The drafted changes deal with building design, landscaping and tree conservation for structures and businesses that face the main arterial roads — such as Dean Avenue, Turner McCall Boulevard and Shorter Avenue — inside the Rome city limits.
Many local architects, real estate developers and businessmen spoke Thursday during the public hearing on the amendment that would provide stricter guidelines for development along the corridors.
“This will deter development in these particular areas more than anything,” local real estate developer Larry Martin said.
Only new buildings or existing ones that are heavily renovated would be required to follow the new guidelines.
After hearing from the public in attendance and some of its own members, the Planning Commission unanimously postponed a vote on the amendment and returned it to the Rome Redevelopment Committee that originated it, along with the comments that were presented at the meeting.
Two areas that struck a nerve at Thursday’s meeting were the specifications for landscaping in parking lots and the standards set forth for the design of the buildings.
In addition to the established articles concerning landscaping in the ULDC, the amendment would add that an elongated landscaped island be required for every third row of a parking lot for developments that have 50 or more spaces.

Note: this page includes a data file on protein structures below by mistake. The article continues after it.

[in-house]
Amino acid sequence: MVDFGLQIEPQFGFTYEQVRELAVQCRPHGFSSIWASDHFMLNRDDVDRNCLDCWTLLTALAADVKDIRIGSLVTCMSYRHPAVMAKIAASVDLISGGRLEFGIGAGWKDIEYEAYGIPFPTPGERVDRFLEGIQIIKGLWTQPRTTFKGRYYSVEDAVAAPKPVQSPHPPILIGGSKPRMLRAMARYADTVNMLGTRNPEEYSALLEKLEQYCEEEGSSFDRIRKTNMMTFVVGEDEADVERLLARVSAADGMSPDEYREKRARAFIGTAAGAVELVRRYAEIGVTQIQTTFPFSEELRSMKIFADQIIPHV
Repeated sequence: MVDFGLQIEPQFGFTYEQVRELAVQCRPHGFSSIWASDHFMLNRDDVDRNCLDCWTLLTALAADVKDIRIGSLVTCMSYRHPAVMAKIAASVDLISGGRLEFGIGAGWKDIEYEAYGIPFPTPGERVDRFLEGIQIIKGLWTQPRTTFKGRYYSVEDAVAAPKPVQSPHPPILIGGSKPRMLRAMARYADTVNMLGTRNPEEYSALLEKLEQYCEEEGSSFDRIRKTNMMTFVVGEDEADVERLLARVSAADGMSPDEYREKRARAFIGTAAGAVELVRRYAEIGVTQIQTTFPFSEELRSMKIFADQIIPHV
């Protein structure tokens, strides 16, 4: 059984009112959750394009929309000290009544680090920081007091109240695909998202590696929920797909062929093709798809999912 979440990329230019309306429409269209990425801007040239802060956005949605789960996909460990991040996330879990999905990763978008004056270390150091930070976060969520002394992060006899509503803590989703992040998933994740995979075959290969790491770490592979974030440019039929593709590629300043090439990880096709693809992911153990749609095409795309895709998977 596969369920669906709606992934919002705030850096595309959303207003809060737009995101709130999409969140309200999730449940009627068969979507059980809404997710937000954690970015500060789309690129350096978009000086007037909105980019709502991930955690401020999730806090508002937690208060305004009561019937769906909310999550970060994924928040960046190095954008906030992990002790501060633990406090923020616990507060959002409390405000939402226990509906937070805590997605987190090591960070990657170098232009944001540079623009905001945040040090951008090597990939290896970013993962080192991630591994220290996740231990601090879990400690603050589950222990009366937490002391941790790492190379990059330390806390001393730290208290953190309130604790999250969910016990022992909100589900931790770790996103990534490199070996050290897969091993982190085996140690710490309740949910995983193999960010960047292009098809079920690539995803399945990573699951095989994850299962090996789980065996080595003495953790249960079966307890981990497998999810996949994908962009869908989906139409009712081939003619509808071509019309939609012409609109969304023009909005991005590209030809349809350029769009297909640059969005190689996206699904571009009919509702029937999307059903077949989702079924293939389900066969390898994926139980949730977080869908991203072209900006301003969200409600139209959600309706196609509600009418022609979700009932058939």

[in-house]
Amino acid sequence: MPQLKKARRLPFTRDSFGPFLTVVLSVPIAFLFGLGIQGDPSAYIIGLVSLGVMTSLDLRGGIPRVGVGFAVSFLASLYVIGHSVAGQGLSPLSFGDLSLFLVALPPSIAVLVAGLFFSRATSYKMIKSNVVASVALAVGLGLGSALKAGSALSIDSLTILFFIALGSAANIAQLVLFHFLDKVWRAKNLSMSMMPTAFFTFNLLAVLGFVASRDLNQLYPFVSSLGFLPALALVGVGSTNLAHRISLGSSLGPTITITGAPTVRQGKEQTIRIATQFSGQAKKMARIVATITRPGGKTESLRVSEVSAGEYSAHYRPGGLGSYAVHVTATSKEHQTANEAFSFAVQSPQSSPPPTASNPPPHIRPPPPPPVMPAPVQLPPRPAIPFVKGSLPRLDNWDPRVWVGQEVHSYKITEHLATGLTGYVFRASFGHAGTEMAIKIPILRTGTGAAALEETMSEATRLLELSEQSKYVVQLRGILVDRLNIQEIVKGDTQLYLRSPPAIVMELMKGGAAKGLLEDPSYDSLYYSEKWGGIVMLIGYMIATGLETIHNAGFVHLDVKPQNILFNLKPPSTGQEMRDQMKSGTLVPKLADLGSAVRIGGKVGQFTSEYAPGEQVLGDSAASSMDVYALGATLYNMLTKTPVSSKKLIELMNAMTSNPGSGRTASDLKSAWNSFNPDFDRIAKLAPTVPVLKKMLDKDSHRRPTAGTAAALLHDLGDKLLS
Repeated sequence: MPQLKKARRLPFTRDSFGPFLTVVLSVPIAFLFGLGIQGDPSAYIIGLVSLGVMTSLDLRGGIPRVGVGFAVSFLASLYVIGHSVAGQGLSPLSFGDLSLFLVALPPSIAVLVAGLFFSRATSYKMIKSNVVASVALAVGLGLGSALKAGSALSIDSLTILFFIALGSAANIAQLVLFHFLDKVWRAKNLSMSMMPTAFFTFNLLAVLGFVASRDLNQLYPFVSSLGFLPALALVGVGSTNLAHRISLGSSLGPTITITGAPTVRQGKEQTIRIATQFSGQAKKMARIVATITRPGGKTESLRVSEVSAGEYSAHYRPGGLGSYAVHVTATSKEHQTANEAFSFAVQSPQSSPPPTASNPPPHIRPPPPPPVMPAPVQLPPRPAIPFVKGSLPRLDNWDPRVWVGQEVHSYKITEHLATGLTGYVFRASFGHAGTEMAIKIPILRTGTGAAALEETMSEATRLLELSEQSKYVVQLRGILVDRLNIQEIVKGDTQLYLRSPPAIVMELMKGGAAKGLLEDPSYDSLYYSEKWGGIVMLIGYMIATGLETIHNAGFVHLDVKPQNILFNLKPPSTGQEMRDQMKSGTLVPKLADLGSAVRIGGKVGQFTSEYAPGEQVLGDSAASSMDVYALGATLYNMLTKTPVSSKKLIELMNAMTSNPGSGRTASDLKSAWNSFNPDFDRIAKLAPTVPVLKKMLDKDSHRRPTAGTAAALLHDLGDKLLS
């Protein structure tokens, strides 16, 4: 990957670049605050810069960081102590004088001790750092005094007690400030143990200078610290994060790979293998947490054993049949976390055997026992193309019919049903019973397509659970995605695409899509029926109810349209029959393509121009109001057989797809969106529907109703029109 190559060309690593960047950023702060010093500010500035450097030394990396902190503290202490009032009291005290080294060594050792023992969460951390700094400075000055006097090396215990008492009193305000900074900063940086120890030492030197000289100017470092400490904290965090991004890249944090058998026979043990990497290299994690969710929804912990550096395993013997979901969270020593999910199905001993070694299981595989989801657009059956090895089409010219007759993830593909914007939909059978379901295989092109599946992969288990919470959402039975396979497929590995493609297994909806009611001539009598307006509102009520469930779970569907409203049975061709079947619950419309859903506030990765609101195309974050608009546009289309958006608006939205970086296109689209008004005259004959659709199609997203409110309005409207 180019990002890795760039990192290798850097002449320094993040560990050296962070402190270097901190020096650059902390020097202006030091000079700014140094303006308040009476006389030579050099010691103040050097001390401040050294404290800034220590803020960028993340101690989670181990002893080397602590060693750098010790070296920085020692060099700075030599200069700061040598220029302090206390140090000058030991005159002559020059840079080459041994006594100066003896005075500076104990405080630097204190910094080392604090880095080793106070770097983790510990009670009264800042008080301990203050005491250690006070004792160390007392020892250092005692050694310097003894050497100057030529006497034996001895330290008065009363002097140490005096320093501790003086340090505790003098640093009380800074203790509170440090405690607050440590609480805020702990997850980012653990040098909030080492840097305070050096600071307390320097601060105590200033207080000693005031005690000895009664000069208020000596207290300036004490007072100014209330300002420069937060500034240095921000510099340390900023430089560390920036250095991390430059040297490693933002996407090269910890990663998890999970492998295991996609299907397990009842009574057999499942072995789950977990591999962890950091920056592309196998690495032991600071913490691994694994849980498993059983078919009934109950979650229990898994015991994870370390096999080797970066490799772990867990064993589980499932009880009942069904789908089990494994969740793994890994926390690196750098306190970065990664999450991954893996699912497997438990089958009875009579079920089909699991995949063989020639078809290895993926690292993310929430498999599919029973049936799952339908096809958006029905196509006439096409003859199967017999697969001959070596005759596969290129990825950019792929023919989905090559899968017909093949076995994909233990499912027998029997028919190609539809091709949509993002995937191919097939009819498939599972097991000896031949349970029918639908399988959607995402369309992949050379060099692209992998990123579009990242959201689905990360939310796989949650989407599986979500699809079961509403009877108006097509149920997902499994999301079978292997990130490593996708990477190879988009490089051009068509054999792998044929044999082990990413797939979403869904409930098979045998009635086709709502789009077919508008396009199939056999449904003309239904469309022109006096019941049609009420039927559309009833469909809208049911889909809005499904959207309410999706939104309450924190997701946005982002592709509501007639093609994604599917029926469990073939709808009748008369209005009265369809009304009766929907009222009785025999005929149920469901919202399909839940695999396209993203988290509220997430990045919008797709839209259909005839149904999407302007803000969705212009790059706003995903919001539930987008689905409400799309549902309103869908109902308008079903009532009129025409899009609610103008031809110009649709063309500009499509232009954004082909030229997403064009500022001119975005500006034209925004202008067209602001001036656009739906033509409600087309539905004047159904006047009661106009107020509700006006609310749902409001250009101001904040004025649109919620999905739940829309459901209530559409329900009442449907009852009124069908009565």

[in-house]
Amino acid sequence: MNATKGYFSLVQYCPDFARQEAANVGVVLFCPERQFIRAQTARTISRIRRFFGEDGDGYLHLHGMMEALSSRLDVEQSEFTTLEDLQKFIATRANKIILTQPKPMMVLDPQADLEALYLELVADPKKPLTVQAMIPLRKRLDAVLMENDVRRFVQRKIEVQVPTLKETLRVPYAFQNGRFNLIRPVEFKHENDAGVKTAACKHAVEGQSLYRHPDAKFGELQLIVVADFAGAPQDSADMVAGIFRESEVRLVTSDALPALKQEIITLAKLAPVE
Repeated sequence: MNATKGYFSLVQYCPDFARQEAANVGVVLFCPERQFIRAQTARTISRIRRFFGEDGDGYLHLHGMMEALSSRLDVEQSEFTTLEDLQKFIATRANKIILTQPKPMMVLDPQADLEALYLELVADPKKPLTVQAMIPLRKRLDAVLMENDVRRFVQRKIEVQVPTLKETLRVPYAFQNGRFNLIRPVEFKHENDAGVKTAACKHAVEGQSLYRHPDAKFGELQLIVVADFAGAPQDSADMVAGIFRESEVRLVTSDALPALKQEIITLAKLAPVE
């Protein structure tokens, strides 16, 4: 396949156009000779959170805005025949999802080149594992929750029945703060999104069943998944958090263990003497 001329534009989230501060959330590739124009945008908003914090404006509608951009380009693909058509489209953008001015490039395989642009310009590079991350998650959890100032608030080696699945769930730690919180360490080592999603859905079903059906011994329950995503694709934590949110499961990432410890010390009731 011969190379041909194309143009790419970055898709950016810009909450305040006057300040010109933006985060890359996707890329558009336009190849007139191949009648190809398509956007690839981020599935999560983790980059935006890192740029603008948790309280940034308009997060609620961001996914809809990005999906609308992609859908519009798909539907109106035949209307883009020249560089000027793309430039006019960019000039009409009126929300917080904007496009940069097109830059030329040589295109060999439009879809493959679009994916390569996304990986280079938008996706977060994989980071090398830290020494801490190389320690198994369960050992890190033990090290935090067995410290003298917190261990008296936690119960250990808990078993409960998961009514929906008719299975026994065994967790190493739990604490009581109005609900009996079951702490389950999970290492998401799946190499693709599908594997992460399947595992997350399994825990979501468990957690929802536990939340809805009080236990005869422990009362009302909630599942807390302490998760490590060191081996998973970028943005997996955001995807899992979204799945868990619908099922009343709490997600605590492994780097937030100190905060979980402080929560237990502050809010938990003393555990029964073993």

It also would require that affected buildings have special architectural features for walls visible from the corridor, and decorative roof accents for buildings with 30,000 square feet or more of floor area.
“We design some ugly buildings sometimes. I know this,” local architect Mark Cochran told the committee. “But trying to legislate a particular style for a particular era is a mistake. To assume that by following an ordinance you can make a corridor more attractive is a mistake.”
Some who spoke offered that tax incentives for certain landscaping or architectural details could be a solution.
“My biggest concern is that we would create a two-sided community,” commission member Frank Brown said. “The property along the corridors, and everything else. What is the most valuable property along the corridor would become so restricted that the property behind it would probably become more valuable.”
Brown said he would rather wait and see if the ULDC, which has only been in place since 2001, will do its job.
“I’m in favor of improvement,” Brown said. “I’m just not sure that we don’t have the improvement already in place to take care of that.”
In other actions, the commission unanimously approved revisions to the ULDC that would allow local restaurants to brew their own beer and farm distilleries or wineries open for business.
“This opens up another good business opportunity for us,” commission member Terry Jones said. “It’s good to get some clarity about it on the books.”
The amendment allows restaurants with alcohol licenses to brew beer or malt beverages on the premises and sell it in draft form.
Farm distilleries or wineries also would be permitted under the changes, as long as they get a special use permit and meet the local, state and federal standards.
A first reading of the proposed revisions will be held by the Rome City Commission and the Floyd County Commission at their respective meetings next week.